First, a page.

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Social worker trial on carrier proves a success

Chief Petty Officer Vic Glassey
A Second trial of putting a Royal Navy social worker on a serving warship has underlined their benefit – to shipmates and the ship.

Chief Petty Officer Vic Glassey is providing a listening ear and directing shipmates on aircraft carrier HMS Prince of Wales to much-needed support, helping sailors and their families in difficult times.

The former naval medic is one of the Service’s first qualified social worker – her branch badge is Royal Navy Welfare – and sailed with HMS Queen Elizabeth when the carrier deployed to the USA last autumn for trials after the Naval Service Family and People Support team was asked to provide greater assistance to deployed ships and units to meet the changing needs of personnel on deployment.

Since February, she’s been aboard the carrier’s sister, spanning a mix of sea trials and several months alongside in Portsmouth undergoing maintenance.

I honestly believe that having RNW on board can save lives. If something like depression gets too much or other underlying issues then things could get out of hand.

Commander Joe Allfree

The senior rating was given an office in a busy part of the carrier – ideal for shipmates to drop in.

“Confidentiality is paramount and I always offer to close my door, but I’ve noticed a change – people are saying it’s ok to leave the door open, as they don’t feel the need to hide the fact that they are accessing support,” she added.

Feedback from both those helped and the command team on Prince of Wales has been extremely positive.

“I honestly believe that having RNW on board can save lives,” said one of those helped. “If something like depression gets too much or other underlying issues then things could get out of hand.”

Commander Joe Allfree, from the carrier strike group staff, believes the presence of a social worker is to the benefit of the entire task force when it deploys.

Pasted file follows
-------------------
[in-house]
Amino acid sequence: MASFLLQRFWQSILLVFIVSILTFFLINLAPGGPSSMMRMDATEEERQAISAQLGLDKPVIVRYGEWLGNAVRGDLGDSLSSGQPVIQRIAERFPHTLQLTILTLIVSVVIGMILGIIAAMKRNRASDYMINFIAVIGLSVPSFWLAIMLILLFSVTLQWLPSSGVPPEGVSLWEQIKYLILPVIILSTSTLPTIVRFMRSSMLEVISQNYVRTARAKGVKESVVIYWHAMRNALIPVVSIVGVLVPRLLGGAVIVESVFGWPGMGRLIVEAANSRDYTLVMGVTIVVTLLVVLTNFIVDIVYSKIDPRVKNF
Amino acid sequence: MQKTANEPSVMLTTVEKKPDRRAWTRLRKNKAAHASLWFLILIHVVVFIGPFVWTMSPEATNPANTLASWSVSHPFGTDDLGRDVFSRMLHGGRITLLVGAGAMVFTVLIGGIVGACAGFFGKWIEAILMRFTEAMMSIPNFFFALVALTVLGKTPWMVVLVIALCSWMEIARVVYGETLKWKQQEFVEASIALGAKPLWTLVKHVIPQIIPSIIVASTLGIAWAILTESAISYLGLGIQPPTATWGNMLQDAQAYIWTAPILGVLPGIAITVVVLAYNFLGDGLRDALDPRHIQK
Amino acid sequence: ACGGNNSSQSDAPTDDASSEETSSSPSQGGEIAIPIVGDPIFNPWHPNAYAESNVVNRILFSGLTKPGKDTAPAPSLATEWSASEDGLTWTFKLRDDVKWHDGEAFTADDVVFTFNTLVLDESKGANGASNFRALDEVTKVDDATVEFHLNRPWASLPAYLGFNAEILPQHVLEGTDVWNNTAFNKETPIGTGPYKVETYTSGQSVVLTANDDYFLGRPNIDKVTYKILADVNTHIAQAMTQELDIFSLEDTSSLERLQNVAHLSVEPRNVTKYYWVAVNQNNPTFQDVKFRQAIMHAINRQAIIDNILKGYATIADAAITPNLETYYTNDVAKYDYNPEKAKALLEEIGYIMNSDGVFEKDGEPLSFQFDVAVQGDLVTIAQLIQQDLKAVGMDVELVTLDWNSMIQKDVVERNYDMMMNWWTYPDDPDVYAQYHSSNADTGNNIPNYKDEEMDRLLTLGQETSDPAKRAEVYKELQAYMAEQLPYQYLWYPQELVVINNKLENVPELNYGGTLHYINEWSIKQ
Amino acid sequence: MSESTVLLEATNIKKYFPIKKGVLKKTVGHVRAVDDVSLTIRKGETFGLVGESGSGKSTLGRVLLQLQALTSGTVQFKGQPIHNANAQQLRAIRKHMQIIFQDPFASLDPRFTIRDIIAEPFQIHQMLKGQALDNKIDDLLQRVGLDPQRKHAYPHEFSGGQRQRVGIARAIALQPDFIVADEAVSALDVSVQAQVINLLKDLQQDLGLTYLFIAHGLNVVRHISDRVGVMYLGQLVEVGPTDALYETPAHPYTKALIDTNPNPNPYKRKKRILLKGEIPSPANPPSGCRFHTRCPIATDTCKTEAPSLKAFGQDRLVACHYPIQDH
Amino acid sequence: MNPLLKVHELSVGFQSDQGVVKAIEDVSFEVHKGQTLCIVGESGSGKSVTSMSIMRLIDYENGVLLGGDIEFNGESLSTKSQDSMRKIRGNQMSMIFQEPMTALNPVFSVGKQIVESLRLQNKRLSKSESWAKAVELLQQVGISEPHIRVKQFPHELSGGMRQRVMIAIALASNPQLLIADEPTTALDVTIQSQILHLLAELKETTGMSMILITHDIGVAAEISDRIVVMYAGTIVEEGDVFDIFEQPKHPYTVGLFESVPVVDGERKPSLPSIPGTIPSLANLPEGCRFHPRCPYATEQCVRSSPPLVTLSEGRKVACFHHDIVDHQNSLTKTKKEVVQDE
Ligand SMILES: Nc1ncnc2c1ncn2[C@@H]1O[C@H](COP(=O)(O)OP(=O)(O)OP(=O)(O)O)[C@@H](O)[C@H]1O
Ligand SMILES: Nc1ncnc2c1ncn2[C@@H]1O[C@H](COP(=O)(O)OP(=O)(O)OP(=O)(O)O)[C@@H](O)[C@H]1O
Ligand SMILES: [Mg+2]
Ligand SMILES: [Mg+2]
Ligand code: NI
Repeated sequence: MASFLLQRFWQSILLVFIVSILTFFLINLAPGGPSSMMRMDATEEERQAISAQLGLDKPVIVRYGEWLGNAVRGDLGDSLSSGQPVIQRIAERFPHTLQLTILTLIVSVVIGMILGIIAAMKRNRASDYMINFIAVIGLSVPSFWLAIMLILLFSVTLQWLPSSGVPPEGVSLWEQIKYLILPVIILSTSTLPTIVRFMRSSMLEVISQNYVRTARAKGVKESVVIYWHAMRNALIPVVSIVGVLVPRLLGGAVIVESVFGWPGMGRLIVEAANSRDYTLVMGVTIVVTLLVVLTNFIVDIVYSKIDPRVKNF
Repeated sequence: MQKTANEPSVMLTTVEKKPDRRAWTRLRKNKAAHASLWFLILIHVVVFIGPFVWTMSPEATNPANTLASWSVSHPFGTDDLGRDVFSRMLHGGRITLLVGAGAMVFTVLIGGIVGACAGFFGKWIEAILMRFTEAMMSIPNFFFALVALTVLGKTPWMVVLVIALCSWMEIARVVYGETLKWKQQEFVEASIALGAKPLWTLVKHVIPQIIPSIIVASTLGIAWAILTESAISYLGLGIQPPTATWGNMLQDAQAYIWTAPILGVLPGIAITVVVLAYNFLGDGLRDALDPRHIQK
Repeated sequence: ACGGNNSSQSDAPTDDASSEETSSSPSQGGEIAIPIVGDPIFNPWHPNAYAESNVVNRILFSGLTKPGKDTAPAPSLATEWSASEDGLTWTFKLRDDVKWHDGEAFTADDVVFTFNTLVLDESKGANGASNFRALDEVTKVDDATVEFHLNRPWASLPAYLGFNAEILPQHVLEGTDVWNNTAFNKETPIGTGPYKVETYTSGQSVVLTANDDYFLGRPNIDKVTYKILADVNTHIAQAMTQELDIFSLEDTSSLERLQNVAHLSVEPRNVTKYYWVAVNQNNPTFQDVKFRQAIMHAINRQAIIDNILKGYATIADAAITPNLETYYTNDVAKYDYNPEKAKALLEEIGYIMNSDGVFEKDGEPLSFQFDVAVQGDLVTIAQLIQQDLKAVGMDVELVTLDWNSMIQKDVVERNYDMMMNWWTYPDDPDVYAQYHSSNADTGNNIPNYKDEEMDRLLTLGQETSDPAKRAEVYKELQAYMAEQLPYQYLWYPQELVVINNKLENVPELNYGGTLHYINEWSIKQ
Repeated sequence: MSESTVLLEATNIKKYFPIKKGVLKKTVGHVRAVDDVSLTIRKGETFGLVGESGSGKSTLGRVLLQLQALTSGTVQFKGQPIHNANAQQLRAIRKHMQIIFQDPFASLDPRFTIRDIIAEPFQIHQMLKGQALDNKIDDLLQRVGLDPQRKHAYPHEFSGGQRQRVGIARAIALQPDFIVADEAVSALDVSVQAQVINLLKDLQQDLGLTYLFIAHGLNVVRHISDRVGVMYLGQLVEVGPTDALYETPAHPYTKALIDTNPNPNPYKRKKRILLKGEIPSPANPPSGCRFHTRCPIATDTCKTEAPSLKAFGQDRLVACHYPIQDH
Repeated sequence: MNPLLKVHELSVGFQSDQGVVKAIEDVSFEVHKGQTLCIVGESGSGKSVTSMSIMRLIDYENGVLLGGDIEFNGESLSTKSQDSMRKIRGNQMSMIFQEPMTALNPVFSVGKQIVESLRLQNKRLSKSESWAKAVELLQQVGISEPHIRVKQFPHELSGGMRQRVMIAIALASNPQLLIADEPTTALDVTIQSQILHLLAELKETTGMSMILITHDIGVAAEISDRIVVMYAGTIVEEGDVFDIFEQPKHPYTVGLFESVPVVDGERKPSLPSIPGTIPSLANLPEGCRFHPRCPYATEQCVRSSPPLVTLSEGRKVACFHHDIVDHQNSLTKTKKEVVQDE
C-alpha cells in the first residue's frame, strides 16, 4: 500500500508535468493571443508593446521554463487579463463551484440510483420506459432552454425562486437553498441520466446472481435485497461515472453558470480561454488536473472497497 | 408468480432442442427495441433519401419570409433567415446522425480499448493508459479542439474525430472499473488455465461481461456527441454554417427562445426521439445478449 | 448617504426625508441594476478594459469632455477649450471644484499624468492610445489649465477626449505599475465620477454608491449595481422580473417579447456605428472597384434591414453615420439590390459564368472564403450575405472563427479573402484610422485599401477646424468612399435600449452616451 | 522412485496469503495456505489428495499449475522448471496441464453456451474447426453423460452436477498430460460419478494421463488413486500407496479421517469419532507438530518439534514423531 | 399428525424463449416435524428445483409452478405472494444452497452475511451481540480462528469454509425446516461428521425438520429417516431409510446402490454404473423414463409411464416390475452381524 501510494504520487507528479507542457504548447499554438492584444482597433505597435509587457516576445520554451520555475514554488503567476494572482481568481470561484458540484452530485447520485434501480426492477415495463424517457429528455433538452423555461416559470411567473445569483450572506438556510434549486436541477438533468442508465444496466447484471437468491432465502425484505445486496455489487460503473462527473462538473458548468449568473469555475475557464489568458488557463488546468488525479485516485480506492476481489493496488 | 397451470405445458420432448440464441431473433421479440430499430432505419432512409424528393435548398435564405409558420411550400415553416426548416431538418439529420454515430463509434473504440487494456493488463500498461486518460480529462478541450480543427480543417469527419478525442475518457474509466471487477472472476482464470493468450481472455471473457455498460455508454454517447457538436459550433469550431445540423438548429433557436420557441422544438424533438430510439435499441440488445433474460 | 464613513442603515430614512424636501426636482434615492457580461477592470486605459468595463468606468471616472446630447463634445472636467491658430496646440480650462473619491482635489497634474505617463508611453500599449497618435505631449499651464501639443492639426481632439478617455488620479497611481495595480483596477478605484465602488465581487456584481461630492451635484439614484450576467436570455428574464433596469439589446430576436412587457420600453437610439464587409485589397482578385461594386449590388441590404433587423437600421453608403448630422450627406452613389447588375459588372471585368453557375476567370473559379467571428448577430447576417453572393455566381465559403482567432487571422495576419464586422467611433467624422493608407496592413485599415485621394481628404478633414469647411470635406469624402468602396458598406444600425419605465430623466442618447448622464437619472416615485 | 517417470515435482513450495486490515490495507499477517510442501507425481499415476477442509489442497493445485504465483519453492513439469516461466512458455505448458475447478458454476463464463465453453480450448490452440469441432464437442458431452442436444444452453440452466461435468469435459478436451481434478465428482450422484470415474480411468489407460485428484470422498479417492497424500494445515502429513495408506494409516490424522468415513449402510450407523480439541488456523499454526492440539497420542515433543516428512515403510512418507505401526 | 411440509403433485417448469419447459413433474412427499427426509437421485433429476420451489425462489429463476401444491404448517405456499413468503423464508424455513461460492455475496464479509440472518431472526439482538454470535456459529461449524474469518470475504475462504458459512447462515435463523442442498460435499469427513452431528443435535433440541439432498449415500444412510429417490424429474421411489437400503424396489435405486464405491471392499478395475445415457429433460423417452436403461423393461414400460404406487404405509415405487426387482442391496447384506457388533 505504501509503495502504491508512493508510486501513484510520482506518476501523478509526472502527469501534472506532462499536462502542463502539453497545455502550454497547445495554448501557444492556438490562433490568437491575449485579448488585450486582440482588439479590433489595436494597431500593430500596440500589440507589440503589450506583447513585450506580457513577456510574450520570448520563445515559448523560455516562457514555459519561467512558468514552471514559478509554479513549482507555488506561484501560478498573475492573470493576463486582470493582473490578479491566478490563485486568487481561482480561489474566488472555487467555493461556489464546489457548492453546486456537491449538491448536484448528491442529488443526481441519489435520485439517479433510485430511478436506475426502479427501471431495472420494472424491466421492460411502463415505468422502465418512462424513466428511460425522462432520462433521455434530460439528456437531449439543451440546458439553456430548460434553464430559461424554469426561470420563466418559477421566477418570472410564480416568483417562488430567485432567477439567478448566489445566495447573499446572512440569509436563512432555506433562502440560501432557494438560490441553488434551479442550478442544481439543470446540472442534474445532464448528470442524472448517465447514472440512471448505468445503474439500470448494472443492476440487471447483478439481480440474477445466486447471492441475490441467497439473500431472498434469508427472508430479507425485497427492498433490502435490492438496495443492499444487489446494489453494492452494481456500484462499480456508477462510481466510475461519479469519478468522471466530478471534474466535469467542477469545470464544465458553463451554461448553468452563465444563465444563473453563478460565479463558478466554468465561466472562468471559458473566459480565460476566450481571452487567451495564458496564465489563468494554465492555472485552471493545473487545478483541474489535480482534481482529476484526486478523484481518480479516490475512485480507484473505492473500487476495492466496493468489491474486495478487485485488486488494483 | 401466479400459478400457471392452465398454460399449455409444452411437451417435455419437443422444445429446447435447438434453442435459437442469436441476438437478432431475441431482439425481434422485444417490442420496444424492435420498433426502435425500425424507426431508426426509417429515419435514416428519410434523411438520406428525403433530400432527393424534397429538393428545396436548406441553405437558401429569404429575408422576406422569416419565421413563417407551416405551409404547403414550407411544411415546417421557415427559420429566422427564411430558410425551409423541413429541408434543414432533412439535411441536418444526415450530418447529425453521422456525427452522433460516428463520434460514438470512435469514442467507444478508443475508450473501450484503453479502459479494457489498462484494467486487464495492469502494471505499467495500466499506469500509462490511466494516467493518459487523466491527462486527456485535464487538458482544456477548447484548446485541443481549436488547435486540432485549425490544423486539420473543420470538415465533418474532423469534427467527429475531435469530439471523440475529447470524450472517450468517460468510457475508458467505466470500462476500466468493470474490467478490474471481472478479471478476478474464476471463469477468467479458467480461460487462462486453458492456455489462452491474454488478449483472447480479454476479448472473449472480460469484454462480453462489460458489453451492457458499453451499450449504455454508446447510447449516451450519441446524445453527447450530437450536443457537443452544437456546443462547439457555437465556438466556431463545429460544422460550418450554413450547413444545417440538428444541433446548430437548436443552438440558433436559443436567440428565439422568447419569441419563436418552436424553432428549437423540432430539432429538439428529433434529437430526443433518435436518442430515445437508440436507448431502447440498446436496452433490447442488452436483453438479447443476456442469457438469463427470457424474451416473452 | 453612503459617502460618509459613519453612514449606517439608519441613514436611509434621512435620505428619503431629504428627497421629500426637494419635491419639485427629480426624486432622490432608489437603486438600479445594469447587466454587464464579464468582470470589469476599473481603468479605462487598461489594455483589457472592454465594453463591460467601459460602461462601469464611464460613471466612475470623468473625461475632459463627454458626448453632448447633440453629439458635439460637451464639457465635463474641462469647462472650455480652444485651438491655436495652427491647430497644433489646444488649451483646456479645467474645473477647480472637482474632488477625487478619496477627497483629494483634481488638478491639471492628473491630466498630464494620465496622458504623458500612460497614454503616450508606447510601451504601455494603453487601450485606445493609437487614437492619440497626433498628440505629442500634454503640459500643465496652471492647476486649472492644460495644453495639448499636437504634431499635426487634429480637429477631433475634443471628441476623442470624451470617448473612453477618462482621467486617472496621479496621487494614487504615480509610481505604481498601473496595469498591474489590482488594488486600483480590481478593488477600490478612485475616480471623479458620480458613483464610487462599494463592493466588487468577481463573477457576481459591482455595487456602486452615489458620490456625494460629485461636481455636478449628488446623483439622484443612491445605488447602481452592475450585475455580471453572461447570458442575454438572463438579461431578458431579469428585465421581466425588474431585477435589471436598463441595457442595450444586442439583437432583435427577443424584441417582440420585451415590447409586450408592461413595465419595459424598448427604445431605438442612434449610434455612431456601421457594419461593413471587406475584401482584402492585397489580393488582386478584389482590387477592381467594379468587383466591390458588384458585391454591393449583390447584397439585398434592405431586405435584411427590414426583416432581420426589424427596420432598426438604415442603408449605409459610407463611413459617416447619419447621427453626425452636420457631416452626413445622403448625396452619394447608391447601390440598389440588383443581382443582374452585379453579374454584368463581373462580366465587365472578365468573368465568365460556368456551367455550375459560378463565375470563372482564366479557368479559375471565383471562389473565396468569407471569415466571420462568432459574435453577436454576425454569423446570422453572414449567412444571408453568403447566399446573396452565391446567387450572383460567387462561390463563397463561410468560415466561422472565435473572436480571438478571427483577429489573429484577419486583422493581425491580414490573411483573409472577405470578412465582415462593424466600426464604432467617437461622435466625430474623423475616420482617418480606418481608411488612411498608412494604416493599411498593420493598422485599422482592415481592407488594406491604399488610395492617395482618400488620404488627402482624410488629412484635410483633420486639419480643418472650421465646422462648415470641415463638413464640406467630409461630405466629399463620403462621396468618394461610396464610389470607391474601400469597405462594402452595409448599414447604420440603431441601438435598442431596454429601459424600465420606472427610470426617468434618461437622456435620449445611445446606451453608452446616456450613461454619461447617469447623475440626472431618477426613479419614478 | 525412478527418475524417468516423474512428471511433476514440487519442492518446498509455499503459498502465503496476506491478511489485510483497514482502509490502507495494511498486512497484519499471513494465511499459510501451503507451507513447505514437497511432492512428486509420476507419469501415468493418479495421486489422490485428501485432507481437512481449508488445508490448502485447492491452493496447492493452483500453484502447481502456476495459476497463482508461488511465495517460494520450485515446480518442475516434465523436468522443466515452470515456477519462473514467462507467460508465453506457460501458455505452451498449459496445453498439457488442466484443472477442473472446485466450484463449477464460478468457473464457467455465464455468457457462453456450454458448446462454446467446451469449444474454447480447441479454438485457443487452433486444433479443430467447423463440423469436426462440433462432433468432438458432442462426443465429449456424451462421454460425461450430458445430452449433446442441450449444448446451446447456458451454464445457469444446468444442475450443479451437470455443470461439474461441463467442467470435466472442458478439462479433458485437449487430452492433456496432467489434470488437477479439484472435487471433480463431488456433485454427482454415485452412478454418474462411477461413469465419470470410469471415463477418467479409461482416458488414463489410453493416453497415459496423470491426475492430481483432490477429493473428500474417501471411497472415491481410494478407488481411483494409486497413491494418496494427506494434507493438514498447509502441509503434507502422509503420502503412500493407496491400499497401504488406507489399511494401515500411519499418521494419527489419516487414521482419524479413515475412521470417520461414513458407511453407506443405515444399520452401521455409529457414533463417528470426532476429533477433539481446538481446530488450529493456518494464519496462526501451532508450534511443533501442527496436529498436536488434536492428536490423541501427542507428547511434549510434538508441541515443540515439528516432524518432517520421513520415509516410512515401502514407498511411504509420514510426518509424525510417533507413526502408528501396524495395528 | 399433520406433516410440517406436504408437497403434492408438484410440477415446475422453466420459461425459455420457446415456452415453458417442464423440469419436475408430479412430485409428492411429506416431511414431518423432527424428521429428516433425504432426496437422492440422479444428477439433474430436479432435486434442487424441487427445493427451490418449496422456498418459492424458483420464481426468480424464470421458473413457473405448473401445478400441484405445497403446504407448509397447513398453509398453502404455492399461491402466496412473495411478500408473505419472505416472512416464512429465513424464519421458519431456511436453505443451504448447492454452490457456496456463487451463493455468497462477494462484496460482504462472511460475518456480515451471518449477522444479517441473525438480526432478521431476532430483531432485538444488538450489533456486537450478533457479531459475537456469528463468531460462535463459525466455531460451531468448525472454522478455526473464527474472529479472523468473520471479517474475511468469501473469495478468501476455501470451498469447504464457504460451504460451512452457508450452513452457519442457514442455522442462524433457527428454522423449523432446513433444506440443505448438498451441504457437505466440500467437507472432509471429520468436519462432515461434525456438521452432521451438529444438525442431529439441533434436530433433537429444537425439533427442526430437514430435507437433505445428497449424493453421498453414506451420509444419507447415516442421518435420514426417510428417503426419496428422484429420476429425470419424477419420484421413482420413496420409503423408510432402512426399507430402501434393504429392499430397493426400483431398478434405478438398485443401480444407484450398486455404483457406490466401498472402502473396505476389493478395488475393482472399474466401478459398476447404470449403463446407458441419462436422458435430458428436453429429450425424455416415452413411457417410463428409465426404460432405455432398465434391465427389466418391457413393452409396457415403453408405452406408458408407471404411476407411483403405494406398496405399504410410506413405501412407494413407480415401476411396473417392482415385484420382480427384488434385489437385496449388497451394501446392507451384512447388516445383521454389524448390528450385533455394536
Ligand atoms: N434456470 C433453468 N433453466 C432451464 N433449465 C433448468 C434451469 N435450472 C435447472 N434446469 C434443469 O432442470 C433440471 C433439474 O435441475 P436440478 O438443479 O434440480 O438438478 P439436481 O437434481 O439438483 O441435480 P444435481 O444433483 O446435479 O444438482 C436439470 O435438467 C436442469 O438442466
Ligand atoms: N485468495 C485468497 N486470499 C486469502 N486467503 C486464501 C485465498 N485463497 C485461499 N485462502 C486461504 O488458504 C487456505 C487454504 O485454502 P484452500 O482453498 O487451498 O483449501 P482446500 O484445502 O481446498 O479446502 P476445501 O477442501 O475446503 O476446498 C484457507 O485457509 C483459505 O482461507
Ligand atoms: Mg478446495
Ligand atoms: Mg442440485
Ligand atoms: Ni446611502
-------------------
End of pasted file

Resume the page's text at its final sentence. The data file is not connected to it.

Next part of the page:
“Just as HMS Prince of Wales will offer superior medical and engineering support to a task group by virtue of our facilities and more senior personnel, the ability to support a whole task group with a NS PFS worker is obvious,” he said. “If people really are a priority we must do something about it and not just talk about it.”

Form her experiences on the sister ships, Vic is convinced that there is a need for – and benefit of – deployable social workers.

“Serving personnel have expressed that they really benefited from a place to come to deal with problems at sea,” the senior rating added.

“The support from HMS Prince of Wales’ ships company has been fantastic – they welcomed me and made me feel like one of their own.

“If you have a NS FPS worker deploy with you in the future please embrace and support them; they will be there for you and every member of the ship’s company in their moment of need.”

Vic’s presence on board both carriers allowed those personnel who needed it by tapping into the NSFPS’s resources… which led to support given to families, and reassurance for loved ones at sea.

Issues spanned the gamut of human emotions and problems, but the majority focus on the mental health of personnel and dependents, physical health, relationship difficulties, and bereavement.

More than 70 personnel on the two carriers have received specialist welfare support, while numerous shipmates have been given advice and assistance at an early stage to hopefully prevent situations worsening.

The senior rating believes her time on HMS Queen Elizabeth busted a few myths and helped to erase the stigma surrounding welfare issues.

“I often hear people saying that people go to welfare to try to get sent home,” she said. “Only seven per cent of personnel who received specialist welfare support had to return home – and that was due to their presence at home being essential.

“Over 90 per cent of personnel who accessed support said they wanted assistance to allow them to remain operational.”

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